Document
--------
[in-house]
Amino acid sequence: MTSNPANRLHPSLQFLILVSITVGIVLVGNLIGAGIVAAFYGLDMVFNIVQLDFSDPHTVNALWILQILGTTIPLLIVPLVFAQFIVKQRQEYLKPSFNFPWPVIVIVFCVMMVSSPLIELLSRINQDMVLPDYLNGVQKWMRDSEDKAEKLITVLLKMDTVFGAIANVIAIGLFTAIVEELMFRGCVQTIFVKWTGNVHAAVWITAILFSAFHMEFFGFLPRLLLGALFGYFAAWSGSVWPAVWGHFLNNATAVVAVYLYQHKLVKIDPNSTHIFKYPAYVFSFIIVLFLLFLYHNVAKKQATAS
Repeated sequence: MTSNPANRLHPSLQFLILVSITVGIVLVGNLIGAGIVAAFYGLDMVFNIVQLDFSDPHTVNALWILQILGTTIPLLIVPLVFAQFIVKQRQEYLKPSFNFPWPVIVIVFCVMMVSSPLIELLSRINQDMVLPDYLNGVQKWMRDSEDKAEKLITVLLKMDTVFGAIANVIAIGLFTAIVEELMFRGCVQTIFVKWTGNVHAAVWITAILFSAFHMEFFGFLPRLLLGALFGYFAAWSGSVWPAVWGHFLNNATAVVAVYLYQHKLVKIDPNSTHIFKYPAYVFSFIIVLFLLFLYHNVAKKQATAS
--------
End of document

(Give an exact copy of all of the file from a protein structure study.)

[in-house]
Amino acid sequence: MTSNPANRLHPSLQFLILVSITVGIVLVGNLIGAGIVAAFYGLDMVFNIVQLDFSDPHTVNALWILQILGTTIPLLIVPLVFAQFIVKQRQEYLKPSFNFPWPVIVIVFCVMMVSSPLIELLSRINQDMVLPDYLNGVQKWMRDSEDKAEKLITVLLKMDTVFGAIANVIAIGLFTAIVEELMFRGCVQTIFVKWTGNVHAAVWITAILFSAFHMEFFGFLPRLLLGALFGYFAAWSGSVWPAVWGHFLNNATAVVAVYLYQHKLVKIDPNSTHIFKYPAYVFSFIIVLFLLFLYHNVAKKQATAS
Repeated sequence: MTSNPANRLHPSLQFLILVSITVGIVLVGNLIGAGIVAAFYGLDMVFNIVQLDFSDPHTVNALWILQILGTTIPLLIVPLVFAQFIVKQRQEYLKPSFNFPWPVIVIVFCVMMVSSPLIELLSRINQDMVLPDYLNGVQKWMRDSEDKAEKLITVLLKMDTVFGAIANVIAIGLFTAIVEELMFRGCVQTIFVKWTGNVHAAVWITAILFSAFHMEFFGFLPRLLLGALFGYFAAWSGSVWPAVWGHFLNNATAVVAVYLYQHKLVKIDPNSTHIFKYPAYVFSFIIVLFLLFLYHNVAKKQATAS